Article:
My adventures in the woods, streams, rivers, fields, and lakes of Michigan

Which way did they go?

It was a few weeks ago that Bob Zeller of Texas Tweeties blog posted a photo of a robin, and in the comments, the discussion turned to the fact that some robins seem to be wintering farther north than they used to. It was an interesting discussion, one commenter said that they put raisins out for the robins, which the robins wolfed down in short order. I opined that I thought that one of the reasons that some species of birds spent winters farther north in recent years was due to the large number of ornamental trees that bear fruit have that been planted giving birds access to more food.

I can’t prove that of course, but my observations seem to show this to be at least part of the reason, along with more people feeding birds in their backyards. Seed eating birds such as finches and goldfinches no longer have to travel south of the snow cover to find seeds to eat, they only have to locate a convenient bird feeder.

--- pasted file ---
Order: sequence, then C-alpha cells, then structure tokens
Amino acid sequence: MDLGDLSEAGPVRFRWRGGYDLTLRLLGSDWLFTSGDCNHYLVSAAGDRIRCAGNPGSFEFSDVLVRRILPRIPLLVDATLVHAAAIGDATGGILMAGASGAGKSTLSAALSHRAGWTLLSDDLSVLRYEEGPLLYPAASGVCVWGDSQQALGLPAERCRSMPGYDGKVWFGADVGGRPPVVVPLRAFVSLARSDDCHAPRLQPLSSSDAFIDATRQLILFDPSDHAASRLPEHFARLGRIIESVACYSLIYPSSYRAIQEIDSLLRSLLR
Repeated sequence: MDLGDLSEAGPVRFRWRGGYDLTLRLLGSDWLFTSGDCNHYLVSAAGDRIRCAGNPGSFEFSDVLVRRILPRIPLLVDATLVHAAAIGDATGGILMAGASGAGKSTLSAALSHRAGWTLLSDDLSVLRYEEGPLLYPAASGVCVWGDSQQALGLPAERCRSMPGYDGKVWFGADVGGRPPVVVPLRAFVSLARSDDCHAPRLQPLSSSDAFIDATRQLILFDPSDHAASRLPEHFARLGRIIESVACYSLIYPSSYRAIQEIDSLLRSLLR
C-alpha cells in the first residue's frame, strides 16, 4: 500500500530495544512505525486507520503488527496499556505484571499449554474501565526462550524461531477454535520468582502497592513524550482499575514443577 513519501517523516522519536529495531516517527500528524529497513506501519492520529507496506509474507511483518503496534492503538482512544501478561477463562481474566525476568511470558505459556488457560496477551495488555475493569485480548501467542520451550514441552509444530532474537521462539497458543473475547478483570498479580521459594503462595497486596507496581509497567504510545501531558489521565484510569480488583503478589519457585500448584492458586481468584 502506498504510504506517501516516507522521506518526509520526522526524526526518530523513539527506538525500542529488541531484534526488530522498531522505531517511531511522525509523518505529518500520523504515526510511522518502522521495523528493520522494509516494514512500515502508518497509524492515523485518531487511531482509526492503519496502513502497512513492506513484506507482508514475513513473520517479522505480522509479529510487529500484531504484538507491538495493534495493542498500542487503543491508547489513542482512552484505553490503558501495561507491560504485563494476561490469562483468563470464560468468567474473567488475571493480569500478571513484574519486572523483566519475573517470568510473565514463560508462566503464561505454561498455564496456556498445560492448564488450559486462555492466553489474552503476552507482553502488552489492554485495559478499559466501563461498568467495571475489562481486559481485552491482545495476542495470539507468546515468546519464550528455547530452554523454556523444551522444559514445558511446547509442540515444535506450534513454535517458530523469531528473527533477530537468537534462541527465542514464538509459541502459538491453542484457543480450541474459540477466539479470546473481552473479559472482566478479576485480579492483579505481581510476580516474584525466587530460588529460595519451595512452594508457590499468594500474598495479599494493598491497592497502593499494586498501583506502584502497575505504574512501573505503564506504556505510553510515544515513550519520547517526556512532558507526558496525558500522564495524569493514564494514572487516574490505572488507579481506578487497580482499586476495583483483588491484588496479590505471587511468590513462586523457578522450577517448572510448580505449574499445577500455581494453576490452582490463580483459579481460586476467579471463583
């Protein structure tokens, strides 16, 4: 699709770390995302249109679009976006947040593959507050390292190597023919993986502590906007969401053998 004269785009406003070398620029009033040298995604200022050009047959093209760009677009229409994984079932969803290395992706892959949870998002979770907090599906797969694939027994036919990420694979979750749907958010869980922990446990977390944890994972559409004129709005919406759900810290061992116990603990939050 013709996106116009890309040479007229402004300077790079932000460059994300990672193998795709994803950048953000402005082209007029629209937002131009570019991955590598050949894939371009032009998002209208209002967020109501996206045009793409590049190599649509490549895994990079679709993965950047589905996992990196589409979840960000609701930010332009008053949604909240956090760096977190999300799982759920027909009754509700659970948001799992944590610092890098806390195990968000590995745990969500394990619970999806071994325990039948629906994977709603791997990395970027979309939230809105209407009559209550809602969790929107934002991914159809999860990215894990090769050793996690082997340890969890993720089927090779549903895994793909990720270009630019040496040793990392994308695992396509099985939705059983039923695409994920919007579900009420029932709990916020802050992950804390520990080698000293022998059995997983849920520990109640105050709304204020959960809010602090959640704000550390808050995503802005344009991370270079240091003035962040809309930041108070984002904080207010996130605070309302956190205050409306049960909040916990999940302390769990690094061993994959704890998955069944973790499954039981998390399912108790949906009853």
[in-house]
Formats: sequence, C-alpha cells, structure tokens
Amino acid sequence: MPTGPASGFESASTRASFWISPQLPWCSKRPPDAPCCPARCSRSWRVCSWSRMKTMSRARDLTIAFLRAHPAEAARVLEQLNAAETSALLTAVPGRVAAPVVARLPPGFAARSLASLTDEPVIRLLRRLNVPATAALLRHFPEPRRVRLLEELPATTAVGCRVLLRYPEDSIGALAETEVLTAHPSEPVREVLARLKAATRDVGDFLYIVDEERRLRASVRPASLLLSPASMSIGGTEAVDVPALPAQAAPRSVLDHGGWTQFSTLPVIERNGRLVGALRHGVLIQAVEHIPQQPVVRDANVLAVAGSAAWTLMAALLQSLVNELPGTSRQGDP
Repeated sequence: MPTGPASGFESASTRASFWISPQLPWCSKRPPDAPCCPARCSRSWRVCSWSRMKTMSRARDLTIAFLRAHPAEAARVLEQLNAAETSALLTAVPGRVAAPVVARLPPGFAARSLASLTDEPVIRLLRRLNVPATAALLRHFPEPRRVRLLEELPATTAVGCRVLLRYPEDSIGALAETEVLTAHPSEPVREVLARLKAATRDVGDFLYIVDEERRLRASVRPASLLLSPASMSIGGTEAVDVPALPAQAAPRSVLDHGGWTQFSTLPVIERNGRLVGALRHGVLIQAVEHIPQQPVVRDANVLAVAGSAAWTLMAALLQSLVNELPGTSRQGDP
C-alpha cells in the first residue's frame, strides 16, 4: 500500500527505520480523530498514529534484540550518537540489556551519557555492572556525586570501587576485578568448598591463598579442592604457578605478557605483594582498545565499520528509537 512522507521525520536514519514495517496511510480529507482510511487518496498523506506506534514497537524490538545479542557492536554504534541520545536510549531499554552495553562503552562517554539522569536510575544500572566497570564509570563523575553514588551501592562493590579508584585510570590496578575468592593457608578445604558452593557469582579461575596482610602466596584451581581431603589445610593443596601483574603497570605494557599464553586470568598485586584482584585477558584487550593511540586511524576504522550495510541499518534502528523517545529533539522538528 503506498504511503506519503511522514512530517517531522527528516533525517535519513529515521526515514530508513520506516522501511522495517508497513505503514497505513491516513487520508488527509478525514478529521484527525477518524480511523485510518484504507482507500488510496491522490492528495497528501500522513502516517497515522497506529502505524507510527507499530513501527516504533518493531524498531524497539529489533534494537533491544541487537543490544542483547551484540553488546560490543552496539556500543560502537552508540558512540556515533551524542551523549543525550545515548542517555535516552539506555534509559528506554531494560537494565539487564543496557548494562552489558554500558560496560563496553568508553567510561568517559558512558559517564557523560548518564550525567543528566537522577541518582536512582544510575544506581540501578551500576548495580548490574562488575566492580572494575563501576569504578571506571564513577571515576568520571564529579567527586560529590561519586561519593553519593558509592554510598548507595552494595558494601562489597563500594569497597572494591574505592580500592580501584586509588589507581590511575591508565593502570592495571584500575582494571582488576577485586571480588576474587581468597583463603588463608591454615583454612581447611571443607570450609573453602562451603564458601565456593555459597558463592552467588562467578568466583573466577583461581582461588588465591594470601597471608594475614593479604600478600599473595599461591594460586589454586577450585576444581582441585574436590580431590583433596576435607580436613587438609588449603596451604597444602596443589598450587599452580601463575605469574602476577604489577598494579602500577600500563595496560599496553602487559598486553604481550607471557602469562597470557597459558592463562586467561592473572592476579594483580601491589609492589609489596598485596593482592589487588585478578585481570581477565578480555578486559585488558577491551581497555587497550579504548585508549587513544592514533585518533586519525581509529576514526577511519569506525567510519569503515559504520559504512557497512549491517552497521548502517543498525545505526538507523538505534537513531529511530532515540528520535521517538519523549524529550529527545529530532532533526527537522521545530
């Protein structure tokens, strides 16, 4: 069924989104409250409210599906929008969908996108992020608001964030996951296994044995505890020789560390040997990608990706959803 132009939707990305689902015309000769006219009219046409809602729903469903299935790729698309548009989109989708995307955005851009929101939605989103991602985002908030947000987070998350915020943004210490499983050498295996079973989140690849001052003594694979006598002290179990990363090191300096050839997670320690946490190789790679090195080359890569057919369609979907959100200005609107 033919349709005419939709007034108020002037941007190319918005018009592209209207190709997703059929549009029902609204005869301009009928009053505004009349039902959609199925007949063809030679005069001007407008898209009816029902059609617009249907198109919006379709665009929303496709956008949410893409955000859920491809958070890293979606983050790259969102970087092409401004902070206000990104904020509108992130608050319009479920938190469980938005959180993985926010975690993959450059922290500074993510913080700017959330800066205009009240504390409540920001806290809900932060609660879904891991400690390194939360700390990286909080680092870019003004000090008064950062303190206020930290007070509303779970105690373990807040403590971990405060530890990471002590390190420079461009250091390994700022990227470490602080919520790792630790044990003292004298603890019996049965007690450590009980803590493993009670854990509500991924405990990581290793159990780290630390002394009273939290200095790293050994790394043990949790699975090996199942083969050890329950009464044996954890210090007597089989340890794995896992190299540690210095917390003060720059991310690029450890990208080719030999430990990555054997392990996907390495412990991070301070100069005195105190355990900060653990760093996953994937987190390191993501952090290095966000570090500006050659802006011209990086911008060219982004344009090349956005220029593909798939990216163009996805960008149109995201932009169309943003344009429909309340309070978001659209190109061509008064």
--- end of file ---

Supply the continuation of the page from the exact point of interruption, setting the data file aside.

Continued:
The subject came up in the same time frame as I posted “Class, please raise your hand” which featured photos of robins gorging themselves on mountain ash berries. The flock of robins that was hanging around here feeding on the different types of berries isn’t around any longer, I wonder which way they went. The snow cover we had disappeared about the same time as the robins, so I wonder if they headed back to the north again, or south. I can’t say, but on Friday, I witnessed American goldfinches feeding on crab apples here, and I’ll get to those photos shortly.